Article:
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"Ancient Assyrian Treasures Believed Found in Baghdad"

Ancient Assyrian treasures believed found in Baghdad
trefwoorden: Assyrië - schat - Bagdad - 8e eeuw BCE
Gold jewelry and other precious items recovered from royal tombs excavated at the ancient Assyrian capital of Nimrud.
That is believed to have been found where they were stashed for safety—in a vault below the Central Bank in Baghdad—before the onset of the Gulf War in 1990.
The 2,800-year-old treasures—which were characterized by one British archaeologist authority as the most significant discovery since Tutankhamun's treasures in 1923—are thought to be in three cases that had been sealed and secured in the underground vault. They were not found until last week because the basement of the bank was flooded, possibly deliberately by bank officials as a way to protect them from looters.
Emergency draining of the vault levels to gain access to Iraq's currency reserves, needed to pay salaries throughout the country, led to confirmation that the cases containing the Nimrud treasures were still intact.
"We have assistance from our friends at National Geographic who brought a pumping system and hired people to do this job for us free of charge," said Ahmed Muhammad, deputy governor of Iraq's Central Bank. "We thank them very much for this favor," he told the National Geographic Ultimate Explorer team which helped the bank drain the water from the basement.
The Ultimate Explorer team was in Baghdad to make news documentaries. The story of the Central Bank vault and recovery of the artifacts will be aired on Ultimate Explorer on MSNBC on July 6. The show will be presented by Lisa Ling, who was in Baghdad for part of the recovery effort.
"The bank was flooded right up to the ground level," said Gayle Young, director of story development, Ultimate Explorer. "It took three pumps and three weeks to get all the water out. At first the water kept flooding into the bank as fast as we pumped it out, but then it was discovered there was a valve that was open. Once we were able to shut that off we could drain all the water and the bank officials gained access to the vaults," Young said.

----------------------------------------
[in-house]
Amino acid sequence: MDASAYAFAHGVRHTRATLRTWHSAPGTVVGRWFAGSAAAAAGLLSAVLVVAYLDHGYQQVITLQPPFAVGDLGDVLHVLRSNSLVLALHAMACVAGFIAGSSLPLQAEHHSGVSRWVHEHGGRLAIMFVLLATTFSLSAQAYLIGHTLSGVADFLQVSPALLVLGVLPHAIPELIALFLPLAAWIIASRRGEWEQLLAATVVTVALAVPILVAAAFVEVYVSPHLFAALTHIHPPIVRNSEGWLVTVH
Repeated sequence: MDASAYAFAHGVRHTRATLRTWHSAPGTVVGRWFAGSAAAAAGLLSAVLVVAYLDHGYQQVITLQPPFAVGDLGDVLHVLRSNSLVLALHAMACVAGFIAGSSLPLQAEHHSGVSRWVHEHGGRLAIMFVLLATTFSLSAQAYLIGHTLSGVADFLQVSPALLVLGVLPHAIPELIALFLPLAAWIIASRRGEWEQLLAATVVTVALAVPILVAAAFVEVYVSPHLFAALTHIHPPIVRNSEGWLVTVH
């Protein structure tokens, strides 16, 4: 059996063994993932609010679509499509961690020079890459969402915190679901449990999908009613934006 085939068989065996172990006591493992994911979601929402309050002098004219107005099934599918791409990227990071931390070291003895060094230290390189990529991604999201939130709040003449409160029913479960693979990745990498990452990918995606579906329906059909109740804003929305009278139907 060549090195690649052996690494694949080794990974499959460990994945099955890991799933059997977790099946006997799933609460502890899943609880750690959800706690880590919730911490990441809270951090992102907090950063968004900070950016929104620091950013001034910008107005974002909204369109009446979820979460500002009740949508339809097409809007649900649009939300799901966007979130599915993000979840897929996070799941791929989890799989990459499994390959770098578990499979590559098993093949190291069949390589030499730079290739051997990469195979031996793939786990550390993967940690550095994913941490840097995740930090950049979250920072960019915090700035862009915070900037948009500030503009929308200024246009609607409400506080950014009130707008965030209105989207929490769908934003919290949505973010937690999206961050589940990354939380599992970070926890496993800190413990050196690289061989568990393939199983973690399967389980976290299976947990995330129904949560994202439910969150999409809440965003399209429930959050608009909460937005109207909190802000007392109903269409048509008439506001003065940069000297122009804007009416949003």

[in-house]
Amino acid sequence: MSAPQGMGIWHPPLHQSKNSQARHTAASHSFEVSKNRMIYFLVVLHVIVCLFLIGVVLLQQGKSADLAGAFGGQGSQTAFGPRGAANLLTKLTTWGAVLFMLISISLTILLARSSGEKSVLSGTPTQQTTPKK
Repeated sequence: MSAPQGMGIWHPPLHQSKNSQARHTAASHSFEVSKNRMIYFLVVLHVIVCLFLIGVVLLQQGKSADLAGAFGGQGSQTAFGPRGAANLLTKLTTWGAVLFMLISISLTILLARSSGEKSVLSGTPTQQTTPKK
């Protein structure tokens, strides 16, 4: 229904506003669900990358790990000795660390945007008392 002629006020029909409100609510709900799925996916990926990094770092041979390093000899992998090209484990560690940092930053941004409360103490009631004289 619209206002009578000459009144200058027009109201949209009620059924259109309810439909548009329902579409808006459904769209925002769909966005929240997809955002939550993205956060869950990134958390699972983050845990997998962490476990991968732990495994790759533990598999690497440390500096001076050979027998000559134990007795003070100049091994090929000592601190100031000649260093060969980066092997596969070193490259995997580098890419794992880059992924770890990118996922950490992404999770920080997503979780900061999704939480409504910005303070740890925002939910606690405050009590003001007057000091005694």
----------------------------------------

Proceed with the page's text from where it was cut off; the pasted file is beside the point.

Young said the three boxes that contained the treasures were found in the seventh vault that was inspected, exactly where it was believed they would be. An archaeologist who placed the seals on the boxes confirmed that they had not been broken. "We expect that they will be opened tomorrow in the presence of experts and witnesses," Young said.
Muhammed said that he asked that at least two employees of the Central Bank observe the opening of the boxes, and the verification and listing of their contents. "The pieces belong to Iraq and not only to Iraqi Museum, and we at the Central Bank of Iraq feel we have a share in these boxes because we kept them for 14 years since 1990," he said.
Draining the water from the vaults became a priority, not only to determine if the treasures had escaped the looting that had taken place on the bank's upper floors during the recent war in Iraq, but because the authorities urgently needed to recover the country's cash reserves.
"We had a crisis situation where we needed to get access to the dinars in the vaults of the Central Bank to pay salaries, and thanks to National Geographic we've been able to open the vaults, to pump out the water, and pay the salaries," said Jacob Nell, advisor to Iraq's Ministry of Finance.
Cash was recovered, wet but intact. The "water was impregnated with soot and not as we feared with sewage, so it's just like they've been through the washing machine and the money is clean," Nel told the Ultimate Explorer team. "Thanks to National Geographic we were able to pump the water out of the vaults, which means that we could get access to the dinars that were stored there, which was essential for us to be able to pay April salaries throughout the country. "
Confirmation that the treasures of Nimrud are in safe custody will be a relief to the archaeological and art communities. There have been widespread fears that they were looted along with thousands of artifacts stripped from the Iraq Museum and archaeological sites in the chaos of the war in Iraq and its aftermath.
bron: National Geographic, 2 juni 2003